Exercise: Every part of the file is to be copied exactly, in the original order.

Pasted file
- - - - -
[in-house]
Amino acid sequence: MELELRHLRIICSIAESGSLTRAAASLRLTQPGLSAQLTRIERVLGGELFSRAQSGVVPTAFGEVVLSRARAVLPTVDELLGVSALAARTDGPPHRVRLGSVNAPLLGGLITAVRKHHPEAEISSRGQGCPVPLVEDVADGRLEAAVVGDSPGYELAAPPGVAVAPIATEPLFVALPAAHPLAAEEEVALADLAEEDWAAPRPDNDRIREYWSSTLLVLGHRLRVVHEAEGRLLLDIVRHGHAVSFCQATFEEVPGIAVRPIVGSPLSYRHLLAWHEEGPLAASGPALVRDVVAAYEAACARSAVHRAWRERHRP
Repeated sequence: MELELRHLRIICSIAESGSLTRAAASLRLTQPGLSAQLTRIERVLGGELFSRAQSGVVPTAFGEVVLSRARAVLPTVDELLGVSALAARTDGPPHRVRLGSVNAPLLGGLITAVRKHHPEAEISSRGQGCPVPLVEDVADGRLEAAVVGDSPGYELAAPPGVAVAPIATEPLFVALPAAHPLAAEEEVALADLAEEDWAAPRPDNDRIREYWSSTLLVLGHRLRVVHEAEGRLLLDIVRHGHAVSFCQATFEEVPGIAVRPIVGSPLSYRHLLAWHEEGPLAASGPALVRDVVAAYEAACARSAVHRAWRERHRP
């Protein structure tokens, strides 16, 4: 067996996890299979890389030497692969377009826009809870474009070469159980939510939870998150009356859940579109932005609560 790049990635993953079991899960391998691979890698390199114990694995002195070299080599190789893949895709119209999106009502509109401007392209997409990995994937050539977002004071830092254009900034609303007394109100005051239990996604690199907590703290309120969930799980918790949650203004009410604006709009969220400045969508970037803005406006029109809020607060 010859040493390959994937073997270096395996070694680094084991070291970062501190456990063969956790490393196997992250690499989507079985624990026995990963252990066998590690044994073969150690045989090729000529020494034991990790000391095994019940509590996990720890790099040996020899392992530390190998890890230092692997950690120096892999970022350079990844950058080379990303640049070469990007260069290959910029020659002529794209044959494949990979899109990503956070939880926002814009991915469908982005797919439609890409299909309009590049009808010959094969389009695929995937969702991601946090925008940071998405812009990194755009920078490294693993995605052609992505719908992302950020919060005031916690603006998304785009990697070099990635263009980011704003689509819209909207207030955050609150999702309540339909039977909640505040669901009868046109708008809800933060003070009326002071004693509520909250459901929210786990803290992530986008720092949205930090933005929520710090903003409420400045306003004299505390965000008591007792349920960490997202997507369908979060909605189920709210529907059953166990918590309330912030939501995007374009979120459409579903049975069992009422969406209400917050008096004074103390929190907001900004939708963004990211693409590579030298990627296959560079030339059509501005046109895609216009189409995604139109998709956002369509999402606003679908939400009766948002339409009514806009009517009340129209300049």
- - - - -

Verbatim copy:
[in-house]
Amino acid sequence: MELELRHLRIICSIAESGSLTRAAASLRLTQPGLSAQLTRIERVLGGELFSRAQSGVVPTAFGEVVLSRARAVLPTVDELLGVSALAARTDGPPHRVRLGSVNAPLLGGLITAVRKHHPEAEISSRGQGCPVPLVEDVADGRLEAAVVGDSPGYELAAPPGVAVAPIATEPLFVALPAAHPLAAEEEVALADLAEEDWAAPRPDNDRIREYWSSTLLVLGHRLRVVHEAEGRLLLDIVRHGHAVSFCQATFEEVPGIAVRPIVGSPLSYRHLLAWHEEGPLAASGPALVRDVVAAYEAACARSAVHRAWRERHRP
Repeated sequence: MELELRHLRIICSIAESGSLTRAAASLRLTQPGLSAQLTRIERVLGGELFSRAQSGVVPTAFGEVVLSRARAVLPTVDELLGVSALAARTDGPPHRVRLGSVNAPLLGGLITAVRKHHPEAEISSRGQGCPVPLVEDVADGRLEAAVVGDSPGYELAAPPGVAVAPIATEPLFVALPAAHPLAAEEEVALADLAEEDWAAPRPDNDRIREYWSSTLLVLGHRLRVVHEAEGRLLLDIVRHGHAVSFCQATFEEVPGIAVRPIVGSPLSYRHLLAWHEEGPLAASGPALVRDVVAAYEAACARSAVHRAWRERHRP
């Protein structure tokens, strides 16, 4: 067996996890299979890389030497692969377009826009809870474009070469159980939510939870998150009356859940579109932005609560 790049990635993953079991899960391998691979890698390199114990694995002195070299080599190789893949895709119209999106009502509109401007392209997409990995994937050539977002004071830092254009900034609303007394109100005051239990996604690199907590703290309120969930799980918790949650203004009410604006709009969220400045969508970037803005406006029109809020607060 010859040493390959994937073997270096395996070694680094084991070291970062501190456990063969956790490393196997992250690499989507079985624990026995990963252990066998590690044994073969150690045989090729000529020494034991990790000391095994019940509590996990720890790099040996020899392992530390190998890890230092692997950690120096892999970022350079990844950058080379990303640049070469990007260069290959910029020659002529794209044959494949990979899109990503956070939880926002814009991915469908982005797919439609890409299909309009590049009808010959094969389009695929995937969702991601946090925008940071998405812009990194755009920078490294693993995605052609992505719908992302950020919060005031916690603006998304785009990697070099990635263009980011704003689509819209909207207030955050609150999702309540339909039977909640505040669901009868046109708008809800933060003070009326002071004693509520909250459901929210786990803290992530986008720092949205930090933005929520710090903003409420400045306003004299505390965000008591007792349920960490997202997507369908979060909605189920709210529907059953166990918590309330912030939501995007374009979120459409579903049975069992009422969406209400917050008096004074103390929190907001900004939708963004990211693409590579030298990627296959560079030339059509501005046109895609216009189409995604139109998709956002369509999402606003679908939400009766948002339409009514806009009517009340129209300049």